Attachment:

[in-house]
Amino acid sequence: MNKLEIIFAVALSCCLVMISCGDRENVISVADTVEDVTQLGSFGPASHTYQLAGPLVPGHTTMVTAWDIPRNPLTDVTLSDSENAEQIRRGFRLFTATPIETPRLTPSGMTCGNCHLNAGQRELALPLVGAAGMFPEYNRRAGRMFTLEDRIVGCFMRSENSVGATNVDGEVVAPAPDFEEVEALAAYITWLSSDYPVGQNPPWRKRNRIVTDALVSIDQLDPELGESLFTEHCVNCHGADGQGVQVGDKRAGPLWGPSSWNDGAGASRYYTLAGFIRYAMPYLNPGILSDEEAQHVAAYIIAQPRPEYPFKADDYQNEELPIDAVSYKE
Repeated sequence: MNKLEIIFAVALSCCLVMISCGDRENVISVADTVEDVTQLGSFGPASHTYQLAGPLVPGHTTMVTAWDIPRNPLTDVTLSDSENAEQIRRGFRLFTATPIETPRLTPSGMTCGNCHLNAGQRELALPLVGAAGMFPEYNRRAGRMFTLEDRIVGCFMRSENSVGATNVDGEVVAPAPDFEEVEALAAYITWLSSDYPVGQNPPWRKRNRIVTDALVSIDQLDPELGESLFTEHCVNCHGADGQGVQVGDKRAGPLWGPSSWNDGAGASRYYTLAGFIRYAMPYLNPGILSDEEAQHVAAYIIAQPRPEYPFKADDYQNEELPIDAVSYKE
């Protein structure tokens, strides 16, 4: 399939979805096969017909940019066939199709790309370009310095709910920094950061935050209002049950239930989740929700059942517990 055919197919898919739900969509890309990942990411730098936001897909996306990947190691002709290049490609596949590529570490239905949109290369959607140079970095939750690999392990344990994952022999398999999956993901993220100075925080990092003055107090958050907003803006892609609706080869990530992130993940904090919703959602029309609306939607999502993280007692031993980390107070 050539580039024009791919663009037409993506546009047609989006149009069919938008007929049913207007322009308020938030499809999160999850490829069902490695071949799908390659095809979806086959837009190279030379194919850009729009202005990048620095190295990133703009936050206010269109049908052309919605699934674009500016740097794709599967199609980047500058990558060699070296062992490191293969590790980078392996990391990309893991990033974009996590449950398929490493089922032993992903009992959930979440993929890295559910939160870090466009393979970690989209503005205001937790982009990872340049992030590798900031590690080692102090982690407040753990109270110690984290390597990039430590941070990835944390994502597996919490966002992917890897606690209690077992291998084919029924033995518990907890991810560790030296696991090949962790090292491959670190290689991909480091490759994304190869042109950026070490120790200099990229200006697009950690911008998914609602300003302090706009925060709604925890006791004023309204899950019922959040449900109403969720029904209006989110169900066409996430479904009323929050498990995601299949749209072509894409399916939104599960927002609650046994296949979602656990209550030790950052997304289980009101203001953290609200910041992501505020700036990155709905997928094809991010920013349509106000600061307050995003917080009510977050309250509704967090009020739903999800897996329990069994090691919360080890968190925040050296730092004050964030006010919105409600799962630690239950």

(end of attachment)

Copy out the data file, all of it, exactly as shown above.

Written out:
[in-house]
Amino acid sequence: MNKLEIIFAVALSCCLVMISCGDRENVISVADTVEDVTQLGSFGPASHTYQLAGPLVPGHTTMVTAWDIPRNPLTDVTLSDSENAEQIRRGFRLFTATPIETPRLTPSGMTCGNCHLNAGQRELALPLVGAAGMFPEYNRRAGRMFTLEDRIVGCFMRSENSVGATNVDGEVVAPAPDFEEVEALAAYITWLSSDYPVGQNPPWRKRNRIVTDALVSIDQLDPELGESLFTEHCVNCHGADGQGVQVGDKRAGPLWGPSSWNDGAGASRYYTLAGFIRYAMPYLNPGILSDEEAQHVAAYIIAQPRPEYPFKADDYQNEELPIDAVSYKE
Repeated sequence: MNKLEIIFAVALSCCLVMISCGDRENVISVADTVEDVTQLGSFGPASHTYQLAGPLVPGHTTMVTAWDIPRNPLTDVTLSDSENAEQIRRGFRLFTATPIETPRLTPSGMTCGNCHLNAGQRELALPLVGAAGMFPEYNRRAGRMFTLEDRIVGCFMRSENSVGATNVDGEVVAPAPDFEEVEALAAYITWLSSDYPVGQNPPWRKRNRIVTDALVSIDQLDPELGESLFTEHCVNCHGADGQGVQVGDKRAGPLWGPSSWNDGAGASRYYTLAGFIRYAMPYLNPGILSDEEAQHVAAYIIAQPRPEYPFKADDYQNEELPIDAVSYKE
């Protein structure tokens, strides 16, 4: 399939979805096969017909940019066939199709790309370009310095709910920094950061935050209002049950239930989740929700059942517990 055919197919898919739900969509890309990942990411730098936001897909996306990947190691002709290049490609596949590529570490239905949109290369959607140079970095939750690999392990344990994952022999398999999956993901993220100075925080990092003055107090958050907003803006892609609706080869990530992130993940904090919703959602029309609306939607999502993280007692031993980390107070 050539580039024009791919663009037409993506546009047609989006149009069919938008007929049913207007322009308020938030499809999160999850490829069902490695071949799908390659095809979806086959837009190279030379194919850009729009202005990048620095190295990133703009936050206010269109049908052309919605699934674009500016740097794709599967199609980047500058990558060699070296062992490191293969590790980078392996990391990309893991990033974009996590449950398929490493089922032993992903009992959930979440993929890295559910939160870090466009393979970690989209503005205001937790982009990872340049992030590798900031590690080692102090982690407040753990109270110690984290390597990039430590941070990835944390994502597996919490966002992917890897606690209690077992291998084919029924033995518990907890991810560790030296696991090949962790090292491959670190290689991909480091490759994304190869042109950026070490120790200099990229200006697009950690911008998914609602300003302090706009925060709604925890006791004023309204899950019922959040449900109403969720029904209006989110169900066409996430479904009323929050498990995601299949749209072509894409399916939104599960927002609650046994296949979602656990209550030790950052997304289980009101203001953290609200910041992501505020700036990155709905997928094809991010920013349509106000600061307050995003917080009510977050309250509704967090009020739903999800897996329990069994090691919360080890968190925040050296730092004050964030006010919105409600799962630690239950």